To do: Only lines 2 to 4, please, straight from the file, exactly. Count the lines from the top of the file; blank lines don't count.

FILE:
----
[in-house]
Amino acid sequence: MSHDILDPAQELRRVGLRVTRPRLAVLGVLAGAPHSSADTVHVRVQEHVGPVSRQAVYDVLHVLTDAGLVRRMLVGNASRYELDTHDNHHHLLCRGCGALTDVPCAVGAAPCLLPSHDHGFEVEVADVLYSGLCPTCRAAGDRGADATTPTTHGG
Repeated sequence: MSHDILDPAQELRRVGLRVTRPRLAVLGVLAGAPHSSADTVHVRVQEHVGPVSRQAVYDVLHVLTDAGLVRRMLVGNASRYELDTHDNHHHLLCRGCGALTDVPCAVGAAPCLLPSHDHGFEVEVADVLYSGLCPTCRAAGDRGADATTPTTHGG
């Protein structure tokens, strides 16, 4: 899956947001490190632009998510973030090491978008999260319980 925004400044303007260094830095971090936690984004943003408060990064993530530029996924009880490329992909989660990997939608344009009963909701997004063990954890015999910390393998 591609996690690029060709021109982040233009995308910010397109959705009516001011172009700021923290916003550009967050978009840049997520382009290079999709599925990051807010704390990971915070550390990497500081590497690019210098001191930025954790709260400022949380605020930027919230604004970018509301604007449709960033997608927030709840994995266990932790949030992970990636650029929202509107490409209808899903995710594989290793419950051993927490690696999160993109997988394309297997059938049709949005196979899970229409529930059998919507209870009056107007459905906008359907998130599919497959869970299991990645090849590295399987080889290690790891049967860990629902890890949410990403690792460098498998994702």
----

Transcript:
Amino acid sequence: MSHDILDPAQELRRVGLRVTRPRLAVLGVLAGAPHSSADTVHVRVQEHVGPVSRQAVYDVLHVLTDAGLVRRMLVGNASRYELDTHDNHHHLLCRGCGALTDVPCAVGAAPCLLPSHDHGFEVEVADVLYSGLCPTCRAAGDRGADATTPTTHGG
Repeated sequence: MSHDILDPAQELRRVGLRVTRPRLAVLGVLAGAPHSSADTVHVRVQEHVGPVSRQAVYDVLHVLTDAGLVRRMLVGNASRYELDTHDNHHHLLCRGCGALTDVPCAVGAAPCLLPSHDHGFEVEVADVLYSGLCPTCRAAGDRGADATTPTTHGG
């Protein structure tokens, strides 16, 4: 899956947001490190632009998510973030090491978008999260319980 925004400044303007260094830095971090936690984004943003408060990064993530530029996924009880490329992909989660990997939608344009009963909701997004063990954890015999910390393998 591609996690690029060709021109982040233009995308910010397109959705009516001011172009700021923290916003550009967050978009840049997520382009290079999709599925990051807010704390990971915070550390990497500081590497690019210098001191930025954790709260400022949380605020930027919230604004970018509301604007449709960033997608927030709840994995266990932790949030992970990636650029929202509107490409209808899903995710594989290793419950051993927490690696999160993109997988394309297997059938049709949005196979899970229409529930059998919507209870009056107007459905906008359907998130599919497959869970299991990645090849590295399987080889290690790891049967860990629902890890949410990403690792460098498998994702």